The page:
Addition of disulfide bonds has previously been used in attempts to increase stability of proteins.13–18 The reason for disulfide stabilization has been attributed to both entropic and enthalpic effects. One theory suggests that a decrease in entropy of the unfolded state is causing destabilisation of this state compared with the folded state.19 Another theory suggests, it is a result of an increase in enthalpy for the folded state compared with the unfolded state as a result of burial of non-polar groups.20 No clear evidence of either of the theories has been found and the answer to the question is more likely a combination of the two depending on the sequence of the protein.21, 22

Different strategies of disulfide bond introduction have been pursued with both intra- and intermolecular locations, for overview and examples see reference.14 Many attempts resulted in protein destabilization. Most successful efforts involved intramolecular disulfide bonds between subunits but there have also been some successful attempts with intermolecular disulfide bonds with some retaining their activities. Selecting new positions for introduction of an additional stabilizing disulfide bond is not trivial as there are strict stereochemical requirements for the relative position and orientation of the two involved Cys.14, 23

The introduction of a fourth disulfide into the relatively small insulin molecule poses a challenge to the yeast expression system. In the yeast expression system insulin is folded and the three existing disulfide bonds are formed during expression. Introduction of two new Cys residues requires that the fourth disulfide bond is also easily formed during expression to avoid disulfide bond scrambling and misfolding of the protein.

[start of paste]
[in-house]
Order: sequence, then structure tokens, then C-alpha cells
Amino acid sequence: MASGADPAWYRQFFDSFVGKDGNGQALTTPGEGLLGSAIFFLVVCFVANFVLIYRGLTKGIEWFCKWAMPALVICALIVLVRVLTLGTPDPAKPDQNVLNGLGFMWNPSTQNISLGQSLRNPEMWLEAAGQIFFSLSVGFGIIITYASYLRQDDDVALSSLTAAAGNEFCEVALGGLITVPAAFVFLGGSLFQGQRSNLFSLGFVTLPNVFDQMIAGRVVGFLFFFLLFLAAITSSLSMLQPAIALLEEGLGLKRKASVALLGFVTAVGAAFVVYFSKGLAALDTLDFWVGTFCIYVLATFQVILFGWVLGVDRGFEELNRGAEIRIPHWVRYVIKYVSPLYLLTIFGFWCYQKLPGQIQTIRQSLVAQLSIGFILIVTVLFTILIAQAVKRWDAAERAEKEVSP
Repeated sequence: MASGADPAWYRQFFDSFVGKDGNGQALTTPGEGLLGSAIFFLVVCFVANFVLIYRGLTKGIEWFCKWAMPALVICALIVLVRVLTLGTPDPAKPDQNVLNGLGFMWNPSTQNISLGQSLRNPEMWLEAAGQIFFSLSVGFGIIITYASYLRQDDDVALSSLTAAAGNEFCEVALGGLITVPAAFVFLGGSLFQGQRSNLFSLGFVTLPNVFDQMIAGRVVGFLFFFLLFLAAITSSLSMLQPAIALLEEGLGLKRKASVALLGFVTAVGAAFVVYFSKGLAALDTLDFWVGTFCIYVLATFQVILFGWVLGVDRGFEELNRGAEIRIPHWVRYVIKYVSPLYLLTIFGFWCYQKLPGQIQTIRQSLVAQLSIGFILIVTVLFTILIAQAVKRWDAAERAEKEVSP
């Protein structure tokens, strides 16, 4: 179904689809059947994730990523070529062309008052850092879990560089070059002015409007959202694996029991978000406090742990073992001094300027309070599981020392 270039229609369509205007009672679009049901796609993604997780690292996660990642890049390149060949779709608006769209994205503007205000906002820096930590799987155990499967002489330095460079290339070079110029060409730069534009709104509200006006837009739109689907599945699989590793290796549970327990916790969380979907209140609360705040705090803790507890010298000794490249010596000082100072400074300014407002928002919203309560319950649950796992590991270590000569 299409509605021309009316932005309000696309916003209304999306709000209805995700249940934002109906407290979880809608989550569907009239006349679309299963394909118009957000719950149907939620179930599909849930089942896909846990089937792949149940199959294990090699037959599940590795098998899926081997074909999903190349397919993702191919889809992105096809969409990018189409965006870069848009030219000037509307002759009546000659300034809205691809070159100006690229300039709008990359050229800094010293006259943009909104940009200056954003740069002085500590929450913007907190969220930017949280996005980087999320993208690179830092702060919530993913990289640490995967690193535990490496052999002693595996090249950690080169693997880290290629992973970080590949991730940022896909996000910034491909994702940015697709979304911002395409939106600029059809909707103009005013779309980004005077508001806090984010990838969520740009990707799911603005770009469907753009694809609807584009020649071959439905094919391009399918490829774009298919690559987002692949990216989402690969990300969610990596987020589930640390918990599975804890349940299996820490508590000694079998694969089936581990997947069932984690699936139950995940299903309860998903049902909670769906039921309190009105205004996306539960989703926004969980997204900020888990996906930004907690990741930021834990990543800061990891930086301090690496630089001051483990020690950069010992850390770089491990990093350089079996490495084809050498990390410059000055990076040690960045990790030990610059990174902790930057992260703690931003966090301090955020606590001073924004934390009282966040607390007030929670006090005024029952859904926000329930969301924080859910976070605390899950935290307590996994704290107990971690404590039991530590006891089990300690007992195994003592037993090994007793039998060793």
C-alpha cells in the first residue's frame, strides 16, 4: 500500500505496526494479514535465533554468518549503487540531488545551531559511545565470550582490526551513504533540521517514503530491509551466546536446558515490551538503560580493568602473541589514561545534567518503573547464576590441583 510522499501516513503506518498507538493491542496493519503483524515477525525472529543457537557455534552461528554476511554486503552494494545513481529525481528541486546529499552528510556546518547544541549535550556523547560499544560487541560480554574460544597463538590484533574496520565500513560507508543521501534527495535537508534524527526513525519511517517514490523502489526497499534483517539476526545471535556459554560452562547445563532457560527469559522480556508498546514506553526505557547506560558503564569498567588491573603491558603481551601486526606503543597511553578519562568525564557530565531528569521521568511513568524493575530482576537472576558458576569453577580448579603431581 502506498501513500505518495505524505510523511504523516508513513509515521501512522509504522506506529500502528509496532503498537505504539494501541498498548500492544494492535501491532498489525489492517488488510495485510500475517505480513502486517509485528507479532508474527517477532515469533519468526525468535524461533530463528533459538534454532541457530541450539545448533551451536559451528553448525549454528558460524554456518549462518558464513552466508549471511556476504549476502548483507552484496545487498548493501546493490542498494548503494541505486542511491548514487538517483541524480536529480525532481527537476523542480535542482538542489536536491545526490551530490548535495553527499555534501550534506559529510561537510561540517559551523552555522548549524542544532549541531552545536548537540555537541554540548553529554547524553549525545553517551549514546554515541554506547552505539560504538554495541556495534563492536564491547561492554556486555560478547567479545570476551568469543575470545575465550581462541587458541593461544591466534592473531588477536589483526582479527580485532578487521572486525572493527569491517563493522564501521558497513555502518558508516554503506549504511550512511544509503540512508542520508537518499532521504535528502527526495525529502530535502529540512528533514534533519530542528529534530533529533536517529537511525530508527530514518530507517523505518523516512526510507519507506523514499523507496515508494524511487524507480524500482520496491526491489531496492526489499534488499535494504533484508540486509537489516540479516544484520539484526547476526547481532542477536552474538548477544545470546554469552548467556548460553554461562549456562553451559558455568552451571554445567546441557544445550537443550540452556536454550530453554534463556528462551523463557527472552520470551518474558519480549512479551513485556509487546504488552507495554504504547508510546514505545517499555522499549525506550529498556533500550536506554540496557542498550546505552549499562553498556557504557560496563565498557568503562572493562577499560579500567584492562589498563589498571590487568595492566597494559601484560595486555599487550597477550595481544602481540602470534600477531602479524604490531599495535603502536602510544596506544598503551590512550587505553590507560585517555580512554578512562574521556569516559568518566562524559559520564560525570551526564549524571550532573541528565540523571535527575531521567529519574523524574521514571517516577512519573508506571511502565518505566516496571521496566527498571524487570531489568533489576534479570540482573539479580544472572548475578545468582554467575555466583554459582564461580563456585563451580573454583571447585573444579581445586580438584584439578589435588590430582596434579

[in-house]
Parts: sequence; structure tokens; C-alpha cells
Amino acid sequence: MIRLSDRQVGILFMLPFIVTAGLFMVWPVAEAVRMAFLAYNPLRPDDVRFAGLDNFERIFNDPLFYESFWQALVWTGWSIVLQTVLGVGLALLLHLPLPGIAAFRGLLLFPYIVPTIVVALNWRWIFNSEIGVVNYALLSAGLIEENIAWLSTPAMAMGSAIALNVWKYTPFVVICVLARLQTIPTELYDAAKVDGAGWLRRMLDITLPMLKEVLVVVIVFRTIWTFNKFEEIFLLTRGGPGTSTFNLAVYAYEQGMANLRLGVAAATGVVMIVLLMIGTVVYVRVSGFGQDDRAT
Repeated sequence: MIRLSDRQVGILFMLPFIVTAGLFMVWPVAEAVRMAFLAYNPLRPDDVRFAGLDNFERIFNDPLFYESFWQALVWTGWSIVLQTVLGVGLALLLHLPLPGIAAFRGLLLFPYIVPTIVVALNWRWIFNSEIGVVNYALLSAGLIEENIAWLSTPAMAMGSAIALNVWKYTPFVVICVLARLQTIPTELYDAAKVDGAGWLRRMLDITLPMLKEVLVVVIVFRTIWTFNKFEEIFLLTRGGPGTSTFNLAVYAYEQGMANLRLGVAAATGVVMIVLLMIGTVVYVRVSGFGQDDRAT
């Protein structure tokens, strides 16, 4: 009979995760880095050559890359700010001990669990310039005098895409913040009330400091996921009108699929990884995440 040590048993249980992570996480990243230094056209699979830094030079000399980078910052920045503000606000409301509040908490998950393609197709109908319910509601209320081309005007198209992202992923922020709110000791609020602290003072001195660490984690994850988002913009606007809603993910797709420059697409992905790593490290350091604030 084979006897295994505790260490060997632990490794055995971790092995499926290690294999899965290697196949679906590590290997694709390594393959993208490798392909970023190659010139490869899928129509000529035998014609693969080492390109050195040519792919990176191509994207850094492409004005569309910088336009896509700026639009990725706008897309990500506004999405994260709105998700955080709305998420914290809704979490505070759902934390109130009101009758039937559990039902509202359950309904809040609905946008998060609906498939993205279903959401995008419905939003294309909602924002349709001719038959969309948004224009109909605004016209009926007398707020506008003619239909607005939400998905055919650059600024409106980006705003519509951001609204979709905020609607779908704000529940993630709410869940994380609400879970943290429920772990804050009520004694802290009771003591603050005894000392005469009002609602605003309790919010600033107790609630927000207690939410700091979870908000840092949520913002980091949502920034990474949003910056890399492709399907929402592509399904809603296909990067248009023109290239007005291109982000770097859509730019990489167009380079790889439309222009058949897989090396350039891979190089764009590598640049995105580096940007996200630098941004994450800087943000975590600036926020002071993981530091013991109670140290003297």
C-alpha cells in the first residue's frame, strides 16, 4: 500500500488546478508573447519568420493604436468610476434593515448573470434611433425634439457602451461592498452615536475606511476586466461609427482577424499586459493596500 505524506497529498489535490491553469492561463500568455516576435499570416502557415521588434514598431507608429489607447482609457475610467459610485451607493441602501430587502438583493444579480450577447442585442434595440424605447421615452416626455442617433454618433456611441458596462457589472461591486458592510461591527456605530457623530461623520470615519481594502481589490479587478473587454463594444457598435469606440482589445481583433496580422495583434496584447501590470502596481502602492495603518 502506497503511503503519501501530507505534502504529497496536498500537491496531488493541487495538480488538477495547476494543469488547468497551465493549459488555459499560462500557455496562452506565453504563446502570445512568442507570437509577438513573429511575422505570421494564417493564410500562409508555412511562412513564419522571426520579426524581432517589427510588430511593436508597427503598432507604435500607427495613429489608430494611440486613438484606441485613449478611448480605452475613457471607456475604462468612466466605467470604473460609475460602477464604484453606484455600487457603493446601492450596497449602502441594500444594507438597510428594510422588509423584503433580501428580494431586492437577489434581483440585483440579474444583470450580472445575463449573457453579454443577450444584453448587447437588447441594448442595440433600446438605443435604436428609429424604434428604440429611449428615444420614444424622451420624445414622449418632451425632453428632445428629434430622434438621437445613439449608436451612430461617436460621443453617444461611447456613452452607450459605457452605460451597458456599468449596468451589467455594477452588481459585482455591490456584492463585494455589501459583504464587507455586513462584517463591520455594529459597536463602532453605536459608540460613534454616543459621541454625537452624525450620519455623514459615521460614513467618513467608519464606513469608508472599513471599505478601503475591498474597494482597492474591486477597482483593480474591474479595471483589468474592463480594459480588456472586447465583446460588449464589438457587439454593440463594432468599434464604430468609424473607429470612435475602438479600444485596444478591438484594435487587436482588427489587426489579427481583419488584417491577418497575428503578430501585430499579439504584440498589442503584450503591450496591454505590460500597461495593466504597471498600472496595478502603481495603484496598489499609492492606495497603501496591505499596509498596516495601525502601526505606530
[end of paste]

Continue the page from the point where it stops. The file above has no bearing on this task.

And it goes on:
A few examples of an additional disulfide bonds in members of the insulin super-family have been found in genomes of invertebrates,24–26 however, these insulin analogs have limited affinity towards HI receptor.27

In this article, we demonstrate that it is possible to introduce a fourth disulfide bond into the insulin structure and express the analog in yeast with correctly formed disulfide bonds. The structure of this new analog resembles that of HI. This analog appears to be more active than HI, is also highly stabilized in terms of thermodynamic stability and resistance to fibrillation as a result of the additional disulfide bond. Moreover, this analog provides important clues concerning insulin binding to its receptor and the process of insulin fibril formation.